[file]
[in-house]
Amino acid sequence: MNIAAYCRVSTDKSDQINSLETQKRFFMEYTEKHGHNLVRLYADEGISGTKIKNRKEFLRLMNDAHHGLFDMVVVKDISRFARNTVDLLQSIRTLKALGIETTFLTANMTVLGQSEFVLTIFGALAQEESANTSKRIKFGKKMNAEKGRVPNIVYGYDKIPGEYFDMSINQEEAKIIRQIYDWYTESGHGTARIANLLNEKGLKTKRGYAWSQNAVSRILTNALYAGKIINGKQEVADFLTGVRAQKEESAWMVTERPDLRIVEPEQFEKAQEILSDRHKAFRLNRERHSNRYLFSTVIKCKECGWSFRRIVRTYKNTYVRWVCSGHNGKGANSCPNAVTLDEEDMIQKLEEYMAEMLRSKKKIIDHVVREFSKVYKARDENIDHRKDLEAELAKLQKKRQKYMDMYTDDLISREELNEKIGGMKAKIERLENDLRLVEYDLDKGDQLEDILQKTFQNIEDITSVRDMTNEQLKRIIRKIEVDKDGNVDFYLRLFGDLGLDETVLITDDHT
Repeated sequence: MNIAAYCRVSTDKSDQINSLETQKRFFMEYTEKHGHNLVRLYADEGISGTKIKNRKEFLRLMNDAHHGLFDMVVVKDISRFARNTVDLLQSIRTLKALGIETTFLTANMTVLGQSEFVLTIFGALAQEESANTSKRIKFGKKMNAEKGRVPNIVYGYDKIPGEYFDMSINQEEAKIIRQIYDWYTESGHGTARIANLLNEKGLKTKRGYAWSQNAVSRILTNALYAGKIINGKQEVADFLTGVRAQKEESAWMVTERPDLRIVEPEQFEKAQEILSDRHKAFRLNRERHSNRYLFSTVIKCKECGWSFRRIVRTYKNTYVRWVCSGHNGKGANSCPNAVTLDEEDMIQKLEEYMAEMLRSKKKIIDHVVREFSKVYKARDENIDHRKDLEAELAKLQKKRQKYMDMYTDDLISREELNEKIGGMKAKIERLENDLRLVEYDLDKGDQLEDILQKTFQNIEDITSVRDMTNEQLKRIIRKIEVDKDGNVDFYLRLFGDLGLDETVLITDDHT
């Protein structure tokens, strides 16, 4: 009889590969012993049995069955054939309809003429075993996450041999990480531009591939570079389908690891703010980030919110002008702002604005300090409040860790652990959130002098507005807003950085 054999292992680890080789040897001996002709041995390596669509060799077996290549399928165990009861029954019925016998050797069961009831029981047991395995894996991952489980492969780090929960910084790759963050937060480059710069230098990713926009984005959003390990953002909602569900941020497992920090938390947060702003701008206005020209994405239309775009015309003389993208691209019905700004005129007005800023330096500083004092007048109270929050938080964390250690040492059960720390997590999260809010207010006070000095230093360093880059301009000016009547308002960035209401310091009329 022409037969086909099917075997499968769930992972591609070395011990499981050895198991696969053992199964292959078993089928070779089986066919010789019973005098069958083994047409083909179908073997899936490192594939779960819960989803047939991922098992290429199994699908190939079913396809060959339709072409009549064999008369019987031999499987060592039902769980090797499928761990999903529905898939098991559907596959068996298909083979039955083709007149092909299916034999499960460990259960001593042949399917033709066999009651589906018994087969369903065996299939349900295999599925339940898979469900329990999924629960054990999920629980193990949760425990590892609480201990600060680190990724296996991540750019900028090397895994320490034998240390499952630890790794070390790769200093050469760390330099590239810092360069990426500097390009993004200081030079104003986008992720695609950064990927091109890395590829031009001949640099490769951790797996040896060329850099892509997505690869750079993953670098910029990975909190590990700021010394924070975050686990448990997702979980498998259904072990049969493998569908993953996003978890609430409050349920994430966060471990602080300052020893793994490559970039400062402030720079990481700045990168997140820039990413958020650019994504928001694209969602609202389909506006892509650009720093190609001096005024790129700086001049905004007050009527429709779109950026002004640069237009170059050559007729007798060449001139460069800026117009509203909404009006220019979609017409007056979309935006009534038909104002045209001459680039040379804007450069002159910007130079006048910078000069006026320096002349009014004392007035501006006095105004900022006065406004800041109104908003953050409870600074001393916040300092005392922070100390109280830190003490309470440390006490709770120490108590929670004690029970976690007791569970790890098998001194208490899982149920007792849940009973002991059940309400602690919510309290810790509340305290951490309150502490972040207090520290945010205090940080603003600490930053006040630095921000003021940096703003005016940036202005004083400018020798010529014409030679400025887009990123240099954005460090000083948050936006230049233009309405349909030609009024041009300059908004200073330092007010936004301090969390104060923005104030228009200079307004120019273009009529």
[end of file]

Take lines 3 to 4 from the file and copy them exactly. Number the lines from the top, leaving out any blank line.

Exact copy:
Repeated sequence: MNIAAYCRVSTDKSDQINSLETQKRFFMEYTEKHGHNLVRLYADEGISGTKIKNRKEFLRLMNDAHHGLFDMVVVKDISRFARNTVDLLQSIRTLKALGIETTFLTANMTVLGQSEFVLTIFGALAQEESANTSKRIKFGKKMNAEKGRVPNIVYGYDKIPGEYFDMSINQEEAKIIRQIYDWYTESGHGTARIANLLNEKGLKTKRGYAWSQNAVSRILTNALYAGKIINGKQEVADFLTGVRAQKEESAWMVTERPDLRIVEPEQFEKAQEILSDRHKAFRLNRERHSNRYLFSTVIKCKECGWSFRRIVRTYKNTYVRWVCSGHNGKGANSCPNAVTLDEEDMIQKLEEYMAEMLRSKKKIIDHVVREFSKVYKARDENIDHRKDLEAELAKLQKKRQKYMDMYTDDLISREELNEKIGGMKAKIERLENDLRLVEYDLDKGDQLEDILQKTFQNIEDITSVRDMTNEQLKRIIRKIEVDKDGNVDFYLRLFGDLGLDETVLITDDHT
């Protein structure tokens, strides 16, 4: 009889590969012993049995069955054939309809003429075993996450041999990480531009591939570079389908690891703010980030919110002008702002604005300090409040860790652990959130002098507005807003950085 054999292992680890080789040897001996002709041995390596669509060799077996290549399928165990009861029954019925016998050797069961009831029981047991395995894996991952489980492969780090929960910084790759963050937060480059710069230098990713926009984005959003390990953002909602569900941020497992920090938390947060702003701008206005020209994405239309775009015309003389993208691209019905700004005129007005800023330096500083004092007048109270929050938080964390250690040492059960720390997590999260809010207010006070000095230093360093880059301009000016009547308002960035209401310091009329 022409037969086909099917075997499968769930992972591609070395011990499981050895198991696969053992199964292959078993089928070779089986066919010789019973005098069958083994047409083909179908073997899936490192594939779960819960989803047939991922098992290429199994699908190939079913396809060959339709072409009549064999008369019987031999499987060592039902769980090797499928761990999903529905898939098991559907596959068996298909083979039955083709007149092909299916034999499960460990259960001593042949399917033709066999009651589906018994087969369903065996299939349900295999599925339940898979469900329990999924629960054990999920629980193990949760425990590892609480201990600060680190990724296996991540750019900028090397895994320490034998240390499952630890790794070390790769200093050469760390330099590239810092360069990426500097390009993004200081030079104003986008992720695609950064990927091109890395590829031009001949640099490769951790797996040896060329850099892509997505690869750079993953670098910029990975909190590990700021010394924070975050686990448990997702979980498998259904072990049969493998569908993953996003978890609430409050349920994430966060471990602080300052020893793994490559970039400062402030720079990481700045990168997140820039990413958020650019994504928001694209969602609202389909506006892509650009720093190609001096005024790129700086001049905004007050009527429709779109950026002004640069237009170059050559007729007798060449001139460069800026117009509203909404009006220019979609017409007056979309935006009534038909104002045209001459680039040379804007450069002159910007130079006048910078000069006026320096002349009014004392007035501006006095105004900022006065406004800041109104908003953050409870600074001393916040300092005392922070100390109280830190003490309470440390006490709770120490108590929670004690029970976690007791569970790890098998001194208490899982149920007792849940009973002991059940309400602690919510309290810790509340305290951490309150502490972040207090520290945010205090940080603003600490930053006040630095921000003021940096703003005016940036202005004083400018020798010529014409030679400025887009990123240099954005460090000083948050936006230049233009309405349909030609009024041009300059908004200073330092007010936004301090969390104060923005104030228009200079307004120019273009009529």